Recently, a reader wrote to me with the following question:
“You state that alcoholism can be a chronic progressive disease but is not most of the time. So, do you still believe addiction is a disease or that for the 1% of hard core drug addicts and chronic alcoholics who are literally killing themselves, that at this extreme end of the continuum their brains are no longer able to change without abstinence?”
This is a sophisticated question, which means that the answer is complicated. It's clear I will need to address this question in more detail over a series of blogs, but let me at least take a stab at a relatively straightforward answer. In order to do so, I'm going to break this question into smaller bits and answer them in sequence.
“You state that alcoholism can be a chronic progressive disease but is not most of the time.”
Yes, that's true.The NIAAA Epidemiological Study of Alcohol and Related Conditions (NESARC) is a very large (n=43,000) study of a random sample of the US adult population age 18+. So far participants have been interviewed at two different times 3 years apart, and the third wave is underway. One thing that makes this study unique is that it is following the same very large sample over time, something that has never been done before. Deborah Hasin of Columbia University and her colleagues examined the natural history of alcohol dependence (AD), and determined that about three-fourths of people who had an episode of AD in their lifetime had a single episode lasting on average about 3-4 years, and the disorder then went away and did not recur. The remaining quarter had an average of five episodes, each one of decreasing length. So their appears to be two forms of AD, one relatively mild and self-limited and a more chronic or recurrent form.
“So, do you still believe addiction is a disease...?”
Yes, I do, not the simplistic disease model that has been part of the Minnesota Model, but a disease in the same way that asthma, diabetes and depression are diseases. Why do I think this? 1) It is a genetically influenced disorder. About 50-60% of the variation in who gets or does not get AD is due to heritable factors, which is very similar to these other disorders. Not everyone with a family history gets the disorder, and not everyone with the disorder has a family history, but the same is true for heart attacks. 2) Both genetic and environmental factors are usually necessary in order for the disease to develop. Some people can drink a lot for a long time and never lose control of their drinking (impaired control over use is the hallmark of addiction,) but vulnerable individuals are more likely to. 3) There is a broad spectrum of severity, ranging from mild to moderate and severe. 4) Need for and response to treatment is predicted by severity and other patient factors. 5) As a clinician, treating addiction feels the same to me as treating any other disease, I use the same basic approach and skills and the response is similar. So, in short, AD resembles other diseases in many ways.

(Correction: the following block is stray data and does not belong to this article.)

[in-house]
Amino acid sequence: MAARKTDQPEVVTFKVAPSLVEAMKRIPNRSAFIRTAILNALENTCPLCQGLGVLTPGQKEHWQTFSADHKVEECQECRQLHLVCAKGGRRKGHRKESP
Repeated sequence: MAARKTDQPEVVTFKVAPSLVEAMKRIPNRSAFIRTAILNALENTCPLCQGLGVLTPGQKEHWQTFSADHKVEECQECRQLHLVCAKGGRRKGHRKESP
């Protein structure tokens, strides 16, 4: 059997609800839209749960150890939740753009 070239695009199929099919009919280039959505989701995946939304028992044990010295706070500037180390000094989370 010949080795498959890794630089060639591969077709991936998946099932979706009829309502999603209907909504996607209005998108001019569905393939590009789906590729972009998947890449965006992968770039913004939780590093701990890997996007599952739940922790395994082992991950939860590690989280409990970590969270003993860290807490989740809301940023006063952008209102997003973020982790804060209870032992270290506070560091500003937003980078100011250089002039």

“... or that for the 1% of hard core drug addicts and chronic alcoholics who are literally killing themselves, that at this extreme end of the continuum their brains are no longer able to change without abstinence?”
NESARC and many other studies have shown that the more severe the dependence, the less likely that anything other than complete abstinence will lead to sustained remission (recovery.) Most of the people who are in treatment programs or AA have the more severe, recurrent, familial form of the illness. Thus, for them, abstinence is by far the best, safest option. For them, any drinking is likely to be very dangerous. However, for the people who have the mild to moderate, self-limiting form, non-abstinent recovery (low-risk drinking without any alcohol related symptoms) eventually occurs in about 40%.
Finally, I'll just briefly comment on the issue of addiction as a “brain disease.” Addiction is a dysregulation of a specific behavior. Where does behavior come from? Is there an organ involved? What organ might that be? Right, behavior is regulated or through the brain. Trying doing, thinking or feeling something without a brain. You won't get very far. So if addiction is characterized by dysregulated behavior, it naturally follows that self-regulatory systems in the brain are out of whack. If you think about it, you'll recognize that we don't need a brain scan to know that. How else could it be? New scientific tools are giving us a more refined view of which systems are involved and in what ways they are dysfunctional. This can be useful in leading us to develop new more powerful tools for aiding recovery, such as medication. With addiction, chronic or frequent exposure to high levels of intoxicants leads the brain to adapt in an attempt to normalize itself (in technical terms homeostasis.) Given enough time these adaptations are not easily reversed, such that if you take away the intoxicant you develop “symptoms” such as acute withdrawal, craving and preoccupation and an exaggerated response to stress. If you take a single dose of the intoxicant, you may lose control and binge even though that was not your intention. This whole topic requires more space than I want to devote here, but I'll just end by noting that this hypothesis does not in any way explain that wide variation in intoxicant use among people. But it is a decent place to start and probably applies pretty well to severe recurrent addiction.